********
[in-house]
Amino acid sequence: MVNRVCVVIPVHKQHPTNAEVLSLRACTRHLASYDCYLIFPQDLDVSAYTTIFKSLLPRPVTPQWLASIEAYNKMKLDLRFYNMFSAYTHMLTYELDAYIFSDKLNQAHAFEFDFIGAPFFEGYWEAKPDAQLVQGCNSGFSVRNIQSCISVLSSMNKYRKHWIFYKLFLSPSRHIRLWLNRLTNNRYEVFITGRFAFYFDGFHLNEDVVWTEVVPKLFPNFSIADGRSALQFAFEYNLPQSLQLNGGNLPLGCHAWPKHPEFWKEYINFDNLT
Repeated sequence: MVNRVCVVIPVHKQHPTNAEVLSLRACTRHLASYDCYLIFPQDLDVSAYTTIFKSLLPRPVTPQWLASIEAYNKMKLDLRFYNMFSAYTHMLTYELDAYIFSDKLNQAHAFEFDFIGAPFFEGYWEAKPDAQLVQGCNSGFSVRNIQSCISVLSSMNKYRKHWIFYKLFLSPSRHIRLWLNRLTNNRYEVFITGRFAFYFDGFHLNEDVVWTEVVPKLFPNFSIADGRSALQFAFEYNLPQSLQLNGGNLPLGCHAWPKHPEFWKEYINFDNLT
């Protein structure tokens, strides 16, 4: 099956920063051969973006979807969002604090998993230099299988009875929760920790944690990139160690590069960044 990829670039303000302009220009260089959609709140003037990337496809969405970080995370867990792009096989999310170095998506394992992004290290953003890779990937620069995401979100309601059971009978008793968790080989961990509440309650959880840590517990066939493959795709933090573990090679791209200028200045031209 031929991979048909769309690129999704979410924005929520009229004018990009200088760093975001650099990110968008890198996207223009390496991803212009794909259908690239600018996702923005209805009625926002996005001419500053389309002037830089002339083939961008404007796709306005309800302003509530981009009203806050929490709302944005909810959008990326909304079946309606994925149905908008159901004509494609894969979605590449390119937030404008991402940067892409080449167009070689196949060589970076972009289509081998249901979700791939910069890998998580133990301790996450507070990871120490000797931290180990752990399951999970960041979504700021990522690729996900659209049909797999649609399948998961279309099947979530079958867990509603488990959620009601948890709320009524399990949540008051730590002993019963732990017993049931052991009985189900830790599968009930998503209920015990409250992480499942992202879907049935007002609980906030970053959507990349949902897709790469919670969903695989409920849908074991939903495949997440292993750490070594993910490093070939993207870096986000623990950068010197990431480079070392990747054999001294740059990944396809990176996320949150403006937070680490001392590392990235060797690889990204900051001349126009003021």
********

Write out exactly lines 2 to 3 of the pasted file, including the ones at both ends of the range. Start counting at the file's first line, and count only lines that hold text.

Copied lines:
Amino acid sequence: MVNRVCVVIPVHKQHPTNAEVLSLRACTRHLASYDCYLIFPQDLDVSAYTTIFKSLLPRPVTPQWLASIEAYNKMKLDLRFYNMFSAYTHMLTYELDAYIFSDKLNQAHAFEFDFIGAPFFEGYWEAKPDAQLVQGCNSGFSVRNIQSCISVLSSMNKYRKHWIFYKLFLSPSRHIRLWLNRLTNNRYEVFITGRFAFYFDGFHLNEDVVWTEVVPKLFPNFSIADGRSALQFAFEYNLPQSLQLNGGNLPLGCHAWPKHPEFWKEYINFDNLT
Repeated sequence: MVNRVCVVIPVHKQHPTNAEVLSLRACTRHLASYDCYLIFPQDLDVSAYTTIFKSLLPRPVTPQWLASIEAYNKMKLDLRFYNMFSAYTHMLTYELDAYIFSDKLNQAHAFEFDFIGAPFFEGYWEAKPDAQLVQGCNSGFSVRNIQSCISVLSSMNKYRKHWIFYKLFLSPSRHIRLWLNRLTNNRYEVFITGRFAFYFDGFHLNEDVVWTEVVPKLFPNFSIADGRSALQFAFEYNLPQSLQLNGGNLPLGCHAWPKHPEFWKEYINFDNLT